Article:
A person can probably return to work after 1–3 months. However, this will depend on the type of work they do and how physically demanding it is.

To help manage pain, a person can sleep on their back. If they need to cough or take a deep breath, it can help to hold a pillow over the wound to support the sternum.

A person should ask their doctor when it will be safe for them to drive again.

The next 3 months after surgery

A person can keep doing the activities they did during the first 3 months, but increase their exertion levels slightly. Activities that are safe to do during this second phase of recovery include:

  • vacuuming
  • sweeping
  • laundry
  • mowing the lawn
  • raking leaves
  • travel, for business or leisure

For the first 6 weeks after surgery, a person should avoid lifting anything that causes them to strain. This could be a heavy grocery bag, briefcase, backpack, a pet, or a child.

Activities to avoid for the first 3 months after surgery, or until a doctor says it is safe to continue, include:

  • household activities that strain the chest or upper arm muscles, such as mowing the lawn, vacuuming, and mopping the floor
  • sports such as tennis, golf, cycling, weight lifting, running, and vigorous aerobics
  • pulling the body up using the arms, such as getting into a high truck or SUV

People heal at different rates depending on a range of different factors, including their underlying state of health and their age.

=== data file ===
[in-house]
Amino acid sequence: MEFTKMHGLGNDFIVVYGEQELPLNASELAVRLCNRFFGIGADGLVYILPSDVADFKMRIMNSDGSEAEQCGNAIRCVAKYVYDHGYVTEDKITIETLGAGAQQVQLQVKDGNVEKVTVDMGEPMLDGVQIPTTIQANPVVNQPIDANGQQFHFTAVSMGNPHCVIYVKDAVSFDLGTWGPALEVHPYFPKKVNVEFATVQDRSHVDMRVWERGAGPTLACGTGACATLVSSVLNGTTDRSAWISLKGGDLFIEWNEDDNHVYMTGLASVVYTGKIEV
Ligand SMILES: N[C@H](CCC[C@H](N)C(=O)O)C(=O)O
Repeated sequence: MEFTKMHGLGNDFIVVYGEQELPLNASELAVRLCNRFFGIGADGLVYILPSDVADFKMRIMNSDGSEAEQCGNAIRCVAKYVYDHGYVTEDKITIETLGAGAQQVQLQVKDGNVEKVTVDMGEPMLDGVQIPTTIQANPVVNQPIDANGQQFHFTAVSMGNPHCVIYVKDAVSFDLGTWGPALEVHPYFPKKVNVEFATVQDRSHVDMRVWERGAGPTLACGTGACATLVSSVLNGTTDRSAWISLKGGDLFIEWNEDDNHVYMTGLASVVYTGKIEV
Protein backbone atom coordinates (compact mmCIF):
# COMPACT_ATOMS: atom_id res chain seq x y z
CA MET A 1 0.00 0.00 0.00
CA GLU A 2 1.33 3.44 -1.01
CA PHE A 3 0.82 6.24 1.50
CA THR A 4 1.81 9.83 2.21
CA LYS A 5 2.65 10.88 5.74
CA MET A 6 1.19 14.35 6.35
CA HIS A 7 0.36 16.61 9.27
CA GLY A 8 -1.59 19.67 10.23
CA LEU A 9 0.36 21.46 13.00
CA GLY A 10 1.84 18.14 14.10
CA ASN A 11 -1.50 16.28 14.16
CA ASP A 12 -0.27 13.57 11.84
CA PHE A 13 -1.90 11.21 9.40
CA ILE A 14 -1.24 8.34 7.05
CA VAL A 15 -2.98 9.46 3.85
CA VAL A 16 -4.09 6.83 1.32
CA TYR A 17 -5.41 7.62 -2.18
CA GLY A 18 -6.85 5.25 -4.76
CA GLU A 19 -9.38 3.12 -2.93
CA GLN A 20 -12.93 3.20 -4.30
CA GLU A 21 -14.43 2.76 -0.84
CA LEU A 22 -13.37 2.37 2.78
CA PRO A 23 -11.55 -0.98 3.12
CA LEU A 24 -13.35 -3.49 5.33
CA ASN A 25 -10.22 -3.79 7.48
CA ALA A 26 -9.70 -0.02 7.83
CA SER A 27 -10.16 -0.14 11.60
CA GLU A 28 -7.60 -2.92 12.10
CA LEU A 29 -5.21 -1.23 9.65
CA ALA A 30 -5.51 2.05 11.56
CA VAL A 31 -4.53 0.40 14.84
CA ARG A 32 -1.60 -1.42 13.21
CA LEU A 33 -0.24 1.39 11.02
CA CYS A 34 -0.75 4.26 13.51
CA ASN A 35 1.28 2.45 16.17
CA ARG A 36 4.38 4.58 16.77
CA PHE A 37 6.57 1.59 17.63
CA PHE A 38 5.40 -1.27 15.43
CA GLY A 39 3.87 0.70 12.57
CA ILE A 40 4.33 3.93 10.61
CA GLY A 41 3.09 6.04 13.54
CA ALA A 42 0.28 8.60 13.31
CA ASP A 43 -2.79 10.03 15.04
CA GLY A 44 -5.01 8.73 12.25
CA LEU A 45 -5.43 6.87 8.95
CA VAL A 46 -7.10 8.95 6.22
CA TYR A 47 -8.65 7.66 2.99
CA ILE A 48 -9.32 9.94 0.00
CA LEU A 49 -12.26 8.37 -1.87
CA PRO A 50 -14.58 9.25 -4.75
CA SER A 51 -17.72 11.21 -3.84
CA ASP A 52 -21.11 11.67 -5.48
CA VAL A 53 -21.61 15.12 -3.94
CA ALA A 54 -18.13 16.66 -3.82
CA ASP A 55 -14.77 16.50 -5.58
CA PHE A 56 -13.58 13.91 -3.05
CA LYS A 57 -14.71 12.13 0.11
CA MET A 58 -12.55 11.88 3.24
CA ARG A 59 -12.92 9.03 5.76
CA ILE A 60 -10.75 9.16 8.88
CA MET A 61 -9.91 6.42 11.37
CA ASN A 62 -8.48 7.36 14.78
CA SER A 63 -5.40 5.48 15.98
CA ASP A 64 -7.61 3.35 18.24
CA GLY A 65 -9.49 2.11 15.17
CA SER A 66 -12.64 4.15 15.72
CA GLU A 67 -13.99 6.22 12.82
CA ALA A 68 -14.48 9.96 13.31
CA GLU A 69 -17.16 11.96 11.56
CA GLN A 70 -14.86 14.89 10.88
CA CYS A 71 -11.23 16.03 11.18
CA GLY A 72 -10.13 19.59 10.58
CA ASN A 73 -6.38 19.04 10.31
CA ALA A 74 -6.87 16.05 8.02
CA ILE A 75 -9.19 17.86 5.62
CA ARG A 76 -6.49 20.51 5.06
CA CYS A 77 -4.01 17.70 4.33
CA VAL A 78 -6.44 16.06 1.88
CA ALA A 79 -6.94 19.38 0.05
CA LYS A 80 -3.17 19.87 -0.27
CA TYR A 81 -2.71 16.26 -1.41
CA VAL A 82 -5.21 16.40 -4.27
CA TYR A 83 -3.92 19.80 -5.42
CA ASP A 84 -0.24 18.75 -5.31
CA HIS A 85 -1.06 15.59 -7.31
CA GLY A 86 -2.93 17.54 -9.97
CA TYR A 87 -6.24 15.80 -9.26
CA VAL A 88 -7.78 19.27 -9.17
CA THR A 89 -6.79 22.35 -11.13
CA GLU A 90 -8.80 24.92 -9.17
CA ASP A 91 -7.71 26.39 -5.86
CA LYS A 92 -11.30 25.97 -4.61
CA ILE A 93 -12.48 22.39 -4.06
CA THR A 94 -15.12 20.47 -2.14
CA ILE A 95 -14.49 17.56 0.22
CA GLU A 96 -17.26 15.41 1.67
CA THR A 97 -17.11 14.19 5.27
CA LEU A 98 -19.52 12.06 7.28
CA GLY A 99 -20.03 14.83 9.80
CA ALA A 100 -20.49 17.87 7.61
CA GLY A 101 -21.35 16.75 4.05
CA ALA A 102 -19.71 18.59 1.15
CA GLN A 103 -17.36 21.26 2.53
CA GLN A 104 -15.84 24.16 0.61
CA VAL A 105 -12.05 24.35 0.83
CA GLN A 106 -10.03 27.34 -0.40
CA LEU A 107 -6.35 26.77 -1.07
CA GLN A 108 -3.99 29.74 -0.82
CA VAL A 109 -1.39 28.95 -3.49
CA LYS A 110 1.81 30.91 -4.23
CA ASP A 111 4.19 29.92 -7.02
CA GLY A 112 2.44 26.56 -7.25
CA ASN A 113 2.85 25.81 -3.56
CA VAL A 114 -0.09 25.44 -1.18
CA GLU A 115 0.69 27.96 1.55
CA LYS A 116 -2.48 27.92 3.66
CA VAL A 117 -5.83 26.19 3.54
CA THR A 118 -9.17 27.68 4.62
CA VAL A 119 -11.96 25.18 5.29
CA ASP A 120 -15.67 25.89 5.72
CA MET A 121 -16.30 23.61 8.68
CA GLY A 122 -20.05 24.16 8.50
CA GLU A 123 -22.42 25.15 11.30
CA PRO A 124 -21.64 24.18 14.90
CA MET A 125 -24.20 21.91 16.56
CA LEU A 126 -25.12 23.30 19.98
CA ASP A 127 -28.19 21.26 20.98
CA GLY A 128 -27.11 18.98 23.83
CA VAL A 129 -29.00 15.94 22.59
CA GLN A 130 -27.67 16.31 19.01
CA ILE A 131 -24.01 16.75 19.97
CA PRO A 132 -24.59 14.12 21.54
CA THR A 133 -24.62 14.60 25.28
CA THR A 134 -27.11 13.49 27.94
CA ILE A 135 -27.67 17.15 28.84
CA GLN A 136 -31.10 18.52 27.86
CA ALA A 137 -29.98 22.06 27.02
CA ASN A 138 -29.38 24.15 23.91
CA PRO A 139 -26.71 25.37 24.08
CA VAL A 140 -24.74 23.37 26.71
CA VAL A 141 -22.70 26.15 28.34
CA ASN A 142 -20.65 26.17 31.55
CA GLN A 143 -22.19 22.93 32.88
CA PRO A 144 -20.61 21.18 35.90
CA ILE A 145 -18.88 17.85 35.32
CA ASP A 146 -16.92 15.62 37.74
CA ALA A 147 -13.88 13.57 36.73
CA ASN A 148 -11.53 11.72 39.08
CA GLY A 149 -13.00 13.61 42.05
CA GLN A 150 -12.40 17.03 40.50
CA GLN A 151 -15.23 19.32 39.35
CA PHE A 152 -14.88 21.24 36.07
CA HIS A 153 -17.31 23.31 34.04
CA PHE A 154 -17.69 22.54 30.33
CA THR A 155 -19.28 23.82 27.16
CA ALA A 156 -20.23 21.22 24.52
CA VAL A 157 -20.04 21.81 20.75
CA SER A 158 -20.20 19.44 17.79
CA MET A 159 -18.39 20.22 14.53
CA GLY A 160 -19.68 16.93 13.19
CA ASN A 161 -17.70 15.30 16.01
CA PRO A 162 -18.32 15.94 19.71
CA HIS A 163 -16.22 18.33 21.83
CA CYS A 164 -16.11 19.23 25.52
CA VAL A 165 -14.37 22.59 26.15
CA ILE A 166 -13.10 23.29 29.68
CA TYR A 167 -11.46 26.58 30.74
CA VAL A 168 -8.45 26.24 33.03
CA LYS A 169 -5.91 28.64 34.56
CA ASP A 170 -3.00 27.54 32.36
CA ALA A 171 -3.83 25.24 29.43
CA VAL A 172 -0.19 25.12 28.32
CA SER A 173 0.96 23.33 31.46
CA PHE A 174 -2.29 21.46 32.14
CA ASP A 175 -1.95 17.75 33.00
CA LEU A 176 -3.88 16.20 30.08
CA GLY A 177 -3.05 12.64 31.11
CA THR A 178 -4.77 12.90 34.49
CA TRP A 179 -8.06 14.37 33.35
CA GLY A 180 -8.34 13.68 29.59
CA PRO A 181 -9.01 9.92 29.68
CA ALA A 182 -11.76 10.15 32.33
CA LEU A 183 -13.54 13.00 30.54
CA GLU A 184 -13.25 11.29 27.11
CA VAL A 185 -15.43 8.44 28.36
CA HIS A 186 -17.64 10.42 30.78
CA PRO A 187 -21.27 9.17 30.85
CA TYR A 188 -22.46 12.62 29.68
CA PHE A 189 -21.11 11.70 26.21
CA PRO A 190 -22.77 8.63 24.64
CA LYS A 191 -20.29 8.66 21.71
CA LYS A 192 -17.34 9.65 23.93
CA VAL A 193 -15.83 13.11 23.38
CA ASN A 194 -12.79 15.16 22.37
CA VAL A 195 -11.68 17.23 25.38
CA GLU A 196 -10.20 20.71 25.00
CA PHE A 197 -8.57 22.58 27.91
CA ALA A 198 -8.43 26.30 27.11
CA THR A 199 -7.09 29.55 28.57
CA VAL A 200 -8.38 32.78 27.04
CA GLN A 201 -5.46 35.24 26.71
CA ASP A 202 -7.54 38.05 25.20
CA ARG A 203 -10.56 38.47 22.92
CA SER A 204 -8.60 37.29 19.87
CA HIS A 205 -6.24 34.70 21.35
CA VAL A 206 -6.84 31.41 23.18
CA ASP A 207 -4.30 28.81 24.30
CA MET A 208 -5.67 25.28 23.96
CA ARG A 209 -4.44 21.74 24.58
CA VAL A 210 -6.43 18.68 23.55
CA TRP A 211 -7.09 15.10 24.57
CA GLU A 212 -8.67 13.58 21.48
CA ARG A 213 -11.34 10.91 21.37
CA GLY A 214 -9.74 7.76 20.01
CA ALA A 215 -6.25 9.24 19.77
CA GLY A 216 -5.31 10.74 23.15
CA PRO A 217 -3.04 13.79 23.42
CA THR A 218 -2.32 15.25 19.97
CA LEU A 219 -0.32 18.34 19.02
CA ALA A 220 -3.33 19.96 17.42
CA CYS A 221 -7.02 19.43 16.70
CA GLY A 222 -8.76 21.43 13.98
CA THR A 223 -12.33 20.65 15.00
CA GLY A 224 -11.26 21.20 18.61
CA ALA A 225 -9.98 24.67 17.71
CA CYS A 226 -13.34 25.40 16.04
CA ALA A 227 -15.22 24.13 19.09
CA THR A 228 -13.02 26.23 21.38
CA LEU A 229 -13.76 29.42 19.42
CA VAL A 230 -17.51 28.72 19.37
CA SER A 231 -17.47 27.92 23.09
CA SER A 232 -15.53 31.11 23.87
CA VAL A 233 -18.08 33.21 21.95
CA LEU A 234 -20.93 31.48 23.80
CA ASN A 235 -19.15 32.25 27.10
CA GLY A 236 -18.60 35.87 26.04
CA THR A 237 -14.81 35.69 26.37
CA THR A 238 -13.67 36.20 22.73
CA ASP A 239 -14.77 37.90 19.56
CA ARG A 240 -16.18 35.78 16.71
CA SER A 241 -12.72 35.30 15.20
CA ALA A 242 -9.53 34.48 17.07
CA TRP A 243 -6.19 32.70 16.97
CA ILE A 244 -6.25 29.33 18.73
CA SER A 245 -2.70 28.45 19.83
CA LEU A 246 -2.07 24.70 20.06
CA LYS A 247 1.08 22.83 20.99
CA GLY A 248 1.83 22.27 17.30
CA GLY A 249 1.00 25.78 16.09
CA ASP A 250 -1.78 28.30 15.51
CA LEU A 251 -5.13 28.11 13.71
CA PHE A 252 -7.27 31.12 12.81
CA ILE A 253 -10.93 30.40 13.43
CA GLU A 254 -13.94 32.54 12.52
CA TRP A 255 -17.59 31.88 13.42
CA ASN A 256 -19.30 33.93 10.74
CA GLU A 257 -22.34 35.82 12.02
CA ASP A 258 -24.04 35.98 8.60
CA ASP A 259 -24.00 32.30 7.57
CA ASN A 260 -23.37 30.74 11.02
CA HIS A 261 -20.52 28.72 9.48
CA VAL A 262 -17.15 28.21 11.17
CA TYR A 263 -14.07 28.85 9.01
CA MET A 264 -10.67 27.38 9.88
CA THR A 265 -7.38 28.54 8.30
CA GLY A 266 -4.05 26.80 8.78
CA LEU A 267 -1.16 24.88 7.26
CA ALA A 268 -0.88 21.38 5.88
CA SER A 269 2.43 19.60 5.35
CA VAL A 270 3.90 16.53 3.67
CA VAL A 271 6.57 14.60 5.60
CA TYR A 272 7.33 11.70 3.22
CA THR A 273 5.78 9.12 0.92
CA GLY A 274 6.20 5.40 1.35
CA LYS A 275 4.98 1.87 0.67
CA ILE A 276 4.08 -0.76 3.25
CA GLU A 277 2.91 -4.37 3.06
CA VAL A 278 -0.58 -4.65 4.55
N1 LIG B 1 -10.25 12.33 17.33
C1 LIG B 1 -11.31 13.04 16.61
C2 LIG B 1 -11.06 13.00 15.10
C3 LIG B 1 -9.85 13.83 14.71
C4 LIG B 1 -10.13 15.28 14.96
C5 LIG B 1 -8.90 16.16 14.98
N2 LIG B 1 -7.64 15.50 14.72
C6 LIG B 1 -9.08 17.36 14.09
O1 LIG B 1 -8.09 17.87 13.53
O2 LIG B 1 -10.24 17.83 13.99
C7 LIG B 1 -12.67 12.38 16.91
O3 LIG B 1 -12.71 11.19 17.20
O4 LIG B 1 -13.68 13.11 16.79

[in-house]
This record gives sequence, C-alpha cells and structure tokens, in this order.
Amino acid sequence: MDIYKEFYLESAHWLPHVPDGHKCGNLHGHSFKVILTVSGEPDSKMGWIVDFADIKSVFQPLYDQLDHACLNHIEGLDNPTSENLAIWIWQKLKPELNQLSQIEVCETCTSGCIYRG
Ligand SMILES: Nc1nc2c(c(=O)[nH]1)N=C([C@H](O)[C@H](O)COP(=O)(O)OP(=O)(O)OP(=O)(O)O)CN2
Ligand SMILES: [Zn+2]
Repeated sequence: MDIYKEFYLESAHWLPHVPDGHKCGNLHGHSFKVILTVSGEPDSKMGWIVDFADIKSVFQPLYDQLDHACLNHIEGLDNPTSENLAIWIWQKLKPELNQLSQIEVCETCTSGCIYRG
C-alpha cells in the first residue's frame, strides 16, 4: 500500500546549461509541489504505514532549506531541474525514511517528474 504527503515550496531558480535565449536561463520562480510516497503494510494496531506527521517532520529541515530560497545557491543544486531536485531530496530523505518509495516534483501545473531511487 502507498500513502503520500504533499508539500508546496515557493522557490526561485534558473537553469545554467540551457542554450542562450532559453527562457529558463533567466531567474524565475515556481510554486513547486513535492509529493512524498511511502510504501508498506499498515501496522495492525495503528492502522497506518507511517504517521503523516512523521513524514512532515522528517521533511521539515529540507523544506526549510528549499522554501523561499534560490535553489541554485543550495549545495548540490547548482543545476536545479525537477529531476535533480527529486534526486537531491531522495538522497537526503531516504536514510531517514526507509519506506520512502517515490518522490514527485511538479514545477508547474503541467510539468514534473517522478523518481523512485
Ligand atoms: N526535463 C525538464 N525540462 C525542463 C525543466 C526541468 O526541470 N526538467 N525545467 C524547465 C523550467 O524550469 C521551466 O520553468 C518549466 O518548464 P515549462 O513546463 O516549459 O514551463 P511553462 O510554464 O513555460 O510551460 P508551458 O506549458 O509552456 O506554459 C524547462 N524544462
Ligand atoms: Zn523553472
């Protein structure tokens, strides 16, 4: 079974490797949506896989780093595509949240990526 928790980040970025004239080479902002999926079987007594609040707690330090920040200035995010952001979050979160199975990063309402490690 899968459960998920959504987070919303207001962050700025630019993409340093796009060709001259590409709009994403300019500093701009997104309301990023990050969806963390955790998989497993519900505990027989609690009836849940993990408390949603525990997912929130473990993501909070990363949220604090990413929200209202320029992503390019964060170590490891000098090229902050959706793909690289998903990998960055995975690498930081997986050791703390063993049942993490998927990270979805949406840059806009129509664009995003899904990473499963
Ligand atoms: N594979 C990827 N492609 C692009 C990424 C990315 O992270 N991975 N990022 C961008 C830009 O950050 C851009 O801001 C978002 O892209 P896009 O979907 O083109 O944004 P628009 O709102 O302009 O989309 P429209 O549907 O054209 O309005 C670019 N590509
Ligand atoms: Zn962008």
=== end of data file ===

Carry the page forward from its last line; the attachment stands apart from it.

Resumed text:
A small 2019 observational study examined rates of sternal healing at midterm followup after open heart surgery. Midterm followup occurred between 13 and 21 months after surgery. At this point, the researchers found that the sternums of 65.9% of the people had healed. They also found that younger people healed faster.

Additionally, an older 2015 study assessed the CT scans of 197 people recovering from coronary artery bypass graft surgery. The researchers found that it takes at least 3 months for the sternum to heal completely. The sternums of almost all of the people involved in the study were completely healed 2–4 years after surgery.

Open heart surgery is a major operation, and complications can sometimes occur.

A 2018 study reviewed different types of medical scans from people with typical healing after open heart surgery and those with complications. The researchers identified complications relating to: